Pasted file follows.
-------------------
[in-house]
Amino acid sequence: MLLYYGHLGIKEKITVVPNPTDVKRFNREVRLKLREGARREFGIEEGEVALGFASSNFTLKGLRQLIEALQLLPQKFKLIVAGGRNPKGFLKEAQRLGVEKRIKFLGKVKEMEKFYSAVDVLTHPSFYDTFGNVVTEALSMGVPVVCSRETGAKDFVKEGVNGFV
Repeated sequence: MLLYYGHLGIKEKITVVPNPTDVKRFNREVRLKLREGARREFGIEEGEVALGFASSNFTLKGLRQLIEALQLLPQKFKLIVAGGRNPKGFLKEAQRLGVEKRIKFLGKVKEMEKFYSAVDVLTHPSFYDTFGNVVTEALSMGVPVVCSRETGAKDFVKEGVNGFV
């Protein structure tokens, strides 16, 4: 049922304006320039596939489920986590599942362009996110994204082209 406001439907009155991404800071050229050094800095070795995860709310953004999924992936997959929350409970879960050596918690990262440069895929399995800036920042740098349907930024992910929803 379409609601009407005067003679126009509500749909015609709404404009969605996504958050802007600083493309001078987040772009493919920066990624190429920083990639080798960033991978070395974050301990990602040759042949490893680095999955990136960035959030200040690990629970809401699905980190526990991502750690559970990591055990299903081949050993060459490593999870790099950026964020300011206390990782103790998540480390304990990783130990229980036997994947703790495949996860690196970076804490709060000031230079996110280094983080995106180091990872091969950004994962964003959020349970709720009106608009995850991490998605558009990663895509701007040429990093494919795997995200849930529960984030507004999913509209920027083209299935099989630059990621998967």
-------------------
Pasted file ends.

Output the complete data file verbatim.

[in-house]
Amino acid sequence: MLLYYGHLGIKEKITVVPNPTDVKRFNREVRLKLREGARREFGIEEGEVALGFASSNFTLKGLRQLIEALQLLPQKFKLIVAGGRNPKGFLKEAQRLGVEKRIKFLGKVKEMEKFYSAVDVLTHPSFYDTFGNVVTEALSMGVPVVCSRETGAKDFVKEGVNGFV
Repeated sequence: MLLYYGHLGIKEKITVVPNPTDVKRFNREVRLKLREGARREFGIEEGEVALGFASSNFTLKGLRQLIEALQLLPQKFKLIVAGGRNPKGFLKEAQRLGVEKRIKFLGKVKEMEKFYSAVDVLTHPSFYDTFGNVVTEALSMGVPVVCSRETGAKDFVKEGVNGFV
């Protein structure tokens, strides 16, 4: 049922304006320039596939489920986590599942362009996110994204082209 406001439907009155991404800071050229050094800095070795995860709310953004999924992936997959929350409970879960050596918690990262440069895929399995800036920042740098349907930024992910929803 379409609601009407005067003679126009509500749909015609709404404009969605996504958050802007600083493309001078987040772009493919920066990624190429920083990639080798960033991978070395974050301990990602040759042949490893680095999955990136960035959030200040690990629970809401699905980190526990991502750690559970990591055990299903081949050993060459490593999870790099950026964020300011206390990782103790998540480390304990990783130990229980036997994947703790495949996860690196970076804490709060000031230079996110280094983080995106180091990872091969950004994962964003959020349970709720009106608009995850991490998605558009990663895509701007040429990093494919795997995200849930529960984030507004999913509209920027083209299935099989630059990621998967």